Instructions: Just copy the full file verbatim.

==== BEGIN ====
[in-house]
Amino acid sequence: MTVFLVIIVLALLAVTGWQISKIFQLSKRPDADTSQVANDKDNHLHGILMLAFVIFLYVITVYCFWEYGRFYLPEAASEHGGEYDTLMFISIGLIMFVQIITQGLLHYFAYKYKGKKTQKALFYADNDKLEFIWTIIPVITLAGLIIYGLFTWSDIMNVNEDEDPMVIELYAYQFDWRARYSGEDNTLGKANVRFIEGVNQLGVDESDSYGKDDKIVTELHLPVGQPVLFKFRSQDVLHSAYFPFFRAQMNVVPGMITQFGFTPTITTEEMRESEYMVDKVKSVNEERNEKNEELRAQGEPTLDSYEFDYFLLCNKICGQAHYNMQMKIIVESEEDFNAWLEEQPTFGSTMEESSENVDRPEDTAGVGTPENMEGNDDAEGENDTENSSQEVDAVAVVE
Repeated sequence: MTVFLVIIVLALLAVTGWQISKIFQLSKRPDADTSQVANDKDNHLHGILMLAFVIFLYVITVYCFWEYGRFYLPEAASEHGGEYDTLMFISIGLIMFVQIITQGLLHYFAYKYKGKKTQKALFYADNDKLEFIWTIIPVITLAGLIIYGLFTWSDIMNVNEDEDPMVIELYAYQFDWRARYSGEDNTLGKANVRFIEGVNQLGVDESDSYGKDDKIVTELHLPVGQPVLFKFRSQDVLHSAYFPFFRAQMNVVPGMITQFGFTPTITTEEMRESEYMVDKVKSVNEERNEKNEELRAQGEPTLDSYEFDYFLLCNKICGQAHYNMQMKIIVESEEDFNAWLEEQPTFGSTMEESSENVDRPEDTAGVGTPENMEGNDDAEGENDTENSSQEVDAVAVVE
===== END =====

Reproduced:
[in-house]
Amino acid sequence: MTVFLVIIVLALLAVTGWQISKIFQLSKRPDADTSQVANDKDNHLHGILMLAFVIFLYVITVYCFWEYGRFYLPEAASEHGGEYDTLMFISIGLIMFVQIITQGLLHYFAYKYKGKKTQKALFYADNDKLEFIWTIIPVITLAGLIIYGLFTWSDIMNVNEDEDPMVIELYAYQFDWRARYSGEDNTLGKANVRFIEGVNQLGVDESDSYGKDDKIVTELHLPVGQPVLFKFRSQDVLHSAYFPFFRAQMNVVPGMITQFGFTPTITTEEMRESEYMVDKVKSVNEERNEKNEELRAQGEPTLDSYEFDYFLLCNKICGQAHYNMQMKIIVESEEDFNAWLEEQPTFGSTMEESSENVDRPEDTAGVGTPENMEGNDDAEGENDTENSSQEVDAVAVVE
Repeated sequence: MTVFLVIIVLALLAVTGWQISKIFQLSKRPDADTSQVANDKDNHLHGILMLAFVIFLYVITVYCFWEYGRFYLPEAASEHGGEYDTLMFISIGLIMFVQIITQGLLHYFAYKYKGKKTQKALFYADNDKLEFIWTIIPVITLAGLIIYGLFTWSDIMNVNEDEDPMVIELYAYQFDWRARYSGEDNTLGKANVRFIEGVNQLGVDESDSYGKDDKIVTELHLPVGQPVLFKFRSQDVLHSAYFPFFRAQMNVVPGMITQFGFTPTITTEEMRESEYMVDKVKSVNEERNEKNEELRAQGEPTLDSYEFDYFLLCNKICGQAHYNMQMKIIVESEEDFNAWLEEQPTFGSTMEESSENVDRPEDTAGVGTPENMEGNDDAEGENDTENSSQEVDAVAVVE